The 2004 election was pretty heartbreaking. All day, while I was working in the basement of Massey College, Toronto, the exit polls were showing a Kerry win, but when I went out at night to a bar to watch the coverage, the reality began to become clear. Then Ohio and Florida fell and it was all over. I remember feeling like the floor was falling out from under me. I was surrounded by Canadians, who cared but didn't care nearly enough, who had not voted and were already showing signs of retreating to their precious moral high-ground from which they could smugly claim that such things would never happen in the safer, saner Northern America.
Japan was a great time zone to watch from but it was a bit strange culturally. Ken was aware of the historical significance of the election, but a lot of my Japanese friends just didn't understand why it was so important - why I was so excited. The East Coast polls started to close about midday through my workday on the 5th. By the time I was done with work, it was clear that Barack Obama would be declared the president elect of the United States.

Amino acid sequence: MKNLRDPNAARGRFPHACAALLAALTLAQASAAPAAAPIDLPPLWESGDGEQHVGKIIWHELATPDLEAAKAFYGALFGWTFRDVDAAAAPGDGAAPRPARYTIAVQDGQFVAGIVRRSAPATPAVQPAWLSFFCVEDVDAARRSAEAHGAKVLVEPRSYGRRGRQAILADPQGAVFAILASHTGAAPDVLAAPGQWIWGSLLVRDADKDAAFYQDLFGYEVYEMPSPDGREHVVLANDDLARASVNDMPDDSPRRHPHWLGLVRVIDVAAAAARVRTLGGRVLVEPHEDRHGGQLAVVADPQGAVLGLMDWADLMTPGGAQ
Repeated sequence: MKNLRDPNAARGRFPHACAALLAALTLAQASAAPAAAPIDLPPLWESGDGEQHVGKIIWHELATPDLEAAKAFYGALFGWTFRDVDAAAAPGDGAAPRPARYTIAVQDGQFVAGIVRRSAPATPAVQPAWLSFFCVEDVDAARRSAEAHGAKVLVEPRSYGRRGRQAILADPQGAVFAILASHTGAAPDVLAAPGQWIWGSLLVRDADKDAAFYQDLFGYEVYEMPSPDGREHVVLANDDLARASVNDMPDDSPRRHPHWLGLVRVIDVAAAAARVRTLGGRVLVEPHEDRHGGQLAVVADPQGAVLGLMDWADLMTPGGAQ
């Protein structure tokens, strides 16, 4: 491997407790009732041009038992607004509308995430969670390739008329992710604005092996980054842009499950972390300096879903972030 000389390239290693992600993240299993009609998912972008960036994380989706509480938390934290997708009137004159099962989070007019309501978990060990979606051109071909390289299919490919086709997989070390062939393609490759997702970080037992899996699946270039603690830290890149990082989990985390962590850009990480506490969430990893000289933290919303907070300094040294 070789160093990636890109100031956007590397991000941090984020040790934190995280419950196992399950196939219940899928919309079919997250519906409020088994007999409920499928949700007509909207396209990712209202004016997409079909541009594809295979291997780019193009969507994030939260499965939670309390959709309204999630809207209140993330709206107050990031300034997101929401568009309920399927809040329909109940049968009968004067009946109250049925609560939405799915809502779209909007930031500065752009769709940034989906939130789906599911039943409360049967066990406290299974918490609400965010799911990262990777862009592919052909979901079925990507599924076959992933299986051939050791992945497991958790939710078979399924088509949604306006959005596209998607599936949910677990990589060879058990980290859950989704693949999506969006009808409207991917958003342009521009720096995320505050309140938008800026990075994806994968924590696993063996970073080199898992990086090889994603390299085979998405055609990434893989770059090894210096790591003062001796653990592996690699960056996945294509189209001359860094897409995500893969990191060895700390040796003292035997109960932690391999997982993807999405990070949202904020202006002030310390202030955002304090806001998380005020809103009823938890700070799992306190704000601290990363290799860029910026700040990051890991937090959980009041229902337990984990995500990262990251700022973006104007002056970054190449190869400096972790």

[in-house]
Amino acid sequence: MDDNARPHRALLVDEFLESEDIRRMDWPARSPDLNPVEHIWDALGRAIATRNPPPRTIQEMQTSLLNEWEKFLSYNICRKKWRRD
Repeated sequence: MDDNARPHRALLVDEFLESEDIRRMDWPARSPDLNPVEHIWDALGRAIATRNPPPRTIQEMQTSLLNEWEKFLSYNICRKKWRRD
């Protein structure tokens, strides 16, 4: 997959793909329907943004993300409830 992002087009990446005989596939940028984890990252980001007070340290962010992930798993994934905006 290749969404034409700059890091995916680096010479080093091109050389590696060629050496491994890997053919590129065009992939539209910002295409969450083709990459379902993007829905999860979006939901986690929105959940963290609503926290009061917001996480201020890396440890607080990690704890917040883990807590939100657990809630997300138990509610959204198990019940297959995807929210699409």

When I got off work, I went to an international bar to meet some friends and celebrate with other Americans. Everyone was excited and it was the first time in years that I felt really proud to be an American.
While I watched Obama giving his speech, I cried. I also heard a line that made me realize why I felt so proud - that reminded me what it is that I do believe in about America. Obama said,
The true strength of our nation comes not from the might of our arms or the scale of our wealth but from the enduring power of our ideals - democracy, liberty, opportunity and unyielding hope.
In fact, for regular people who aren't American citizens, maybe even for a lot of regular American citizens, these are the only things that can really be regarded as America's strength. When we move so far away from these ideals, appearing to turn our backs on them - as has happened often in our history - we become a hollow mockery of ourselves.
For sweetest things turn sourest by their deeds;
Lilies that fester smell far worse than weeds.- W. Shakespeare